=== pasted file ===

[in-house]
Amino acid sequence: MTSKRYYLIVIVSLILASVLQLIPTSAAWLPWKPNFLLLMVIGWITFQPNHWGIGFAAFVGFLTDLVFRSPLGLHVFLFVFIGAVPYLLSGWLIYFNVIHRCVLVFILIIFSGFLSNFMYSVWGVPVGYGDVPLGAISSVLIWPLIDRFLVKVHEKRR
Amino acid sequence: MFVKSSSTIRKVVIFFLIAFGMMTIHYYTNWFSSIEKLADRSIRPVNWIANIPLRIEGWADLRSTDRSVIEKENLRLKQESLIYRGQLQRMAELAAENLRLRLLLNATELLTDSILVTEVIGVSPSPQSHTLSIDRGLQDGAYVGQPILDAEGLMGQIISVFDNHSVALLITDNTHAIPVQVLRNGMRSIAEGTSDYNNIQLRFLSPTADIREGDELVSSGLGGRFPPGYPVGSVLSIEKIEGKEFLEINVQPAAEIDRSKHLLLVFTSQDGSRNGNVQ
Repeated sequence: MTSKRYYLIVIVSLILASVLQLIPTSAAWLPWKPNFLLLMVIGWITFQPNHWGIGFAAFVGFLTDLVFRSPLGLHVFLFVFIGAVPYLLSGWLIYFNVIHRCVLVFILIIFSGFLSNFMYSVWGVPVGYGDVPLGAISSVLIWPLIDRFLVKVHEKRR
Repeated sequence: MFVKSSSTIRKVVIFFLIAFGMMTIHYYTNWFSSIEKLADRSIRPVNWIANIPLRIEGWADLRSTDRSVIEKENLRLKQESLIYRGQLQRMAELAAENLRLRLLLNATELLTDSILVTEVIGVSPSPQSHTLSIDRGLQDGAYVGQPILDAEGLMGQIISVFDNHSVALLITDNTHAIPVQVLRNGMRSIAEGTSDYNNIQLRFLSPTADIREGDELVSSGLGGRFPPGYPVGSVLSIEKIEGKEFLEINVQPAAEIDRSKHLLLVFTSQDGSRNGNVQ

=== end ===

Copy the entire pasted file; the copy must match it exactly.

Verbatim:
[in-house]
Amino acid sequence: MTSKRYYLIVIVSLILASVLQLIPTSAAWLPWKPNFLLLMVIGWITFQPNHWGIGFAAFVGFLTDLVFRSPLGLHVFLFVFIGAVPYLLSGWLIYFNVIHRCVLVFILIIFSGFLSNFMYSVWGVPVGYGDVPLGAISSVLIWPLIDRFLVKVHEKRR
Amino acid sequence: MFVKSSSTIRKVVIFFLIAFGMMTIHYYTNWFSSIEKLADRSIRPVNWIANIPLRIEGWADLRSTDRSVIEKENLRLKQESLIYRGQLQRMAELAAENLRLRLLLNATELLTDSILVTEVIGVSPSPQSHTLSIDRGLQDGAYVGQPILDAEGLMGQIISVFDNHSVALLITDNTHAIPVQVLRNGMRSIAEGTSDYNNIQLRFLSPTADIREGDELVSSGLGGRFPPGYPVGSVLSIEKIEGKEFLEINVQPAAEIDRSKHLLLVFTSQDGSRNGNVQ
Repeated sequence: MTSKRYYLIVIVSLILASVLQLIPTSAAWLPWKPNFLLLMVIGWITFQPNHWGIGFAAFVGFLTDLVFRSPLGLHVFLFVFIGAVPYLLSGWLIYFNVIHRCVLVFILIIFSGFLSNFMYSVWGVPVGYGDVPLGAISSVLIWPLIDRFLVKVHEKRR
Repeated sequence: MFVKSSSTIRKVVIFFLIAFGMMTIHYYTNWFSSIEKLADRSIRPVNWIANIPLRIEGWADLRSTDRSVIEKENLRLKQESLIYRGQLQRMAELAAENLRLRLLLNATELLTDSILVTEVIGVSPSPQSHTLSIDRGLQDGAYVGQPILDAEGLMGQIISVFDNHSVALLITDNTHAIPVQVLRNGMRSIAEGTSDYNNIQLRFLSPTADIREGDELVSSGLGGRFPPGYPVGSVLSIEKIEGKEFLEINVQPAAEIDRSKHLLLVFTSQDGSRNGNVQ